Sun Microsystems ( SUNW) said today that its revenue for the quarter under way was likely to slide as much as 15% or more sequentially, while offering bearish words on the outlook for technology spending.

In July the server and storage vendor had predicted sales for the fiscal first quarter of 2003 would drop off 10% to 15%. But today on a conference call, CFO Steve McGowan said the sequential revenue decline would be "closer to the bottom end of the range, plus or minus a small amount."

In after-hours trading, shares gave up 14 cents, or 3.7%, to $3.69. Earlier in the day the stock had lost 3.3% to close at $3.83.

"We have not seen any improvement in the current IT spending environment. In fact, some would say it might actually be worsening," said McGowan on the conference call, adding that spending on "high-end, large-dollar projects" had slowed especially.

He said revenue for the quarter would be about the same level as a year ago, when it totaled $2.86 billion. Leading up to the call, analysts were expecting sales in the fiscal first quarter to reach $3.07 billion, according to Thomson Financial/First Call.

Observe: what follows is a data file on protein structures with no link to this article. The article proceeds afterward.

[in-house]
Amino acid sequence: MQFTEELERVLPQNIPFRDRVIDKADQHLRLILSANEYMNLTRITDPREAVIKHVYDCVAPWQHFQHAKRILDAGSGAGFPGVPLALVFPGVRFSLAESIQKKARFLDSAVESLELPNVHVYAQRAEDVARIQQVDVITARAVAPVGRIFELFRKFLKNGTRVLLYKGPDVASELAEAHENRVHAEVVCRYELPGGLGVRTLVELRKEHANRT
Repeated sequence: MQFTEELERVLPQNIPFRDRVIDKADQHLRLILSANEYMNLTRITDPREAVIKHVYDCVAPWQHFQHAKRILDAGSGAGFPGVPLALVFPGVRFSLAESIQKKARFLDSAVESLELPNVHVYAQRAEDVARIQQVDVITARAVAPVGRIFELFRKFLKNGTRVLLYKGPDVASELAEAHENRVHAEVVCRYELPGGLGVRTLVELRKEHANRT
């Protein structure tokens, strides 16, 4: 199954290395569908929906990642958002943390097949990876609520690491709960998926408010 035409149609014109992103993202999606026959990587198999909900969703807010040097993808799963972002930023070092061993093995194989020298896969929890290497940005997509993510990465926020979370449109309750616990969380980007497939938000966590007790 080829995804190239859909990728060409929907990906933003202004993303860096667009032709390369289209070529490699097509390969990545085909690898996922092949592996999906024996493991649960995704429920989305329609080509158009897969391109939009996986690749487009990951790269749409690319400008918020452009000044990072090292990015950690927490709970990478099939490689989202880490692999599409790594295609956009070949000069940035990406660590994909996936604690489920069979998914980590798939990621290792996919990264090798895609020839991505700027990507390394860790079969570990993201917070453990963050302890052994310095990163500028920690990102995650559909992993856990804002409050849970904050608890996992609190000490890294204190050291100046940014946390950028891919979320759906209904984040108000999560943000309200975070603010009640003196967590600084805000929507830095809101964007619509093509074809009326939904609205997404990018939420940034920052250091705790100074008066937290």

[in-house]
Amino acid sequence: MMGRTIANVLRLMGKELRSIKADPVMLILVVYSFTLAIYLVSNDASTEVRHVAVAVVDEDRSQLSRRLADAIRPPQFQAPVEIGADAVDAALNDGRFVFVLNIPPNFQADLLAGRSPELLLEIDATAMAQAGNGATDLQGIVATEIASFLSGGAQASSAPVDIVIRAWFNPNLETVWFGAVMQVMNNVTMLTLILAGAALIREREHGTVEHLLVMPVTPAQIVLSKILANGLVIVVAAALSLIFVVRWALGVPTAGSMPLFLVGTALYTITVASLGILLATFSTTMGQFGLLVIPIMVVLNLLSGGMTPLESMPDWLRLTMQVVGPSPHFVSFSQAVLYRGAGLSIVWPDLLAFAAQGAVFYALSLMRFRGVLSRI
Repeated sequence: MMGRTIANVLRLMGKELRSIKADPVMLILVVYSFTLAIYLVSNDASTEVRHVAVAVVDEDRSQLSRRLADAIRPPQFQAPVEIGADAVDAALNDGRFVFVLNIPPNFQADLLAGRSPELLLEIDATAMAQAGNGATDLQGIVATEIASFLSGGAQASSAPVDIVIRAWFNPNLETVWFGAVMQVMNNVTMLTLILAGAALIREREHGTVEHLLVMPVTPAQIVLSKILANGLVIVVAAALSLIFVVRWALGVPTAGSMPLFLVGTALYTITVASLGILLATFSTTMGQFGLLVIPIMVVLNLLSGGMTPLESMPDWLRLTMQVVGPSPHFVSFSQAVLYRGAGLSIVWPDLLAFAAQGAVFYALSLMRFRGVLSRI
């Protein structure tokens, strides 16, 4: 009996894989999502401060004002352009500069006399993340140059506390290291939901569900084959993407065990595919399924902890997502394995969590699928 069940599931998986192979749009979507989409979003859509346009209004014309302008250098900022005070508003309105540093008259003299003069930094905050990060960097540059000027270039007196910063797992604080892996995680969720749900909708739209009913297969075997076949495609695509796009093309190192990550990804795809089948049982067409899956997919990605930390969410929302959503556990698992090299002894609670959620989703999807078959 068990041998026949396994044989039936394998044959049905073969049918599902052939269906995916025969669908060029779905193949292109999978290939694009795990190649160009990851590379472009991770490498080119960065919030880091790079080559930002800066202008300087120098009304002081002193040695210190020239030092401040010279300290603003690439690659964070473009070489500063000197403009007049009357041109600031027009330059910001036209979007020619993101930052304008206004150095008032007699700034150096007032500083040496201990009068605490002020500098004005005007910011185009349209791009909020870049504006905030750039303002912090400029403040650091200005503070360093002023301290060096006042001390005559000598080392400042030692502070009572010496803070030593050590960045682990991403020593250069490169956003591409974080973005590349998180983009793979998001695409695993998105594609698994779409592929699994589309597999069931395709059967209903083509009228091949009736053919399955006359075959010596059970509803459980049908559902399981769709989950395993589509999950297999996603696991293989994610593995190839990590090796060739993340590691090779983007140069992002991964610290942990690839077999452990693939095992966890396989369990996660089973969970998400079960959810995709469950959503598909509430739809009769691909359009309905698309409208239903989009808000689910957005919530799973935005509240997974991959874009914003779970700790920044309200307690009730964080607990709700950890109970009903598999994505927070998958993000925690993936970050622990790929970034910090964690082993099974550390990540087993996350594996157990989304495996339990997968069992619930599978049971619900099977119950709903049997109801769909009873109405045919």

Sales at first-quarter 2002 levels would imply a 16% decline from Sun's most recent quarter.

But McGowan noted that Sun's fiscal first quarter has historically been back-end loaded, meaning the bulk of sales occur toward the end. With five weeks left in the 13-week quarter, that means business trends for the quarter aren't entirely clear.

In July, Sun unsettled investors when it said it would lapse back into the red for the current quarter, after briefly attaining profitability. Currently analysts expect the company to post a 1-cent loss.

Despite the drop-off in revenue, Sun expects gross margins to stay flat with the prior quarter. Operating expenses shouldn't change significantly.

The company said in its previous earnings call that it would let go 1,000 workers by December. Today, in response to analysts' questions, McGowan refused to speculate on whether the company might step up layoffs. "We'll see how Q1 turns out and what Q2 looks like, and we'll make decisions at that time," he said.

Although it's little consolation, financial results from giant hardware maker H-P released earlier in the week showed that its server and storage businesses were likewise under severe pressure, with sales having declined 8% sequentially in its most recent quarter.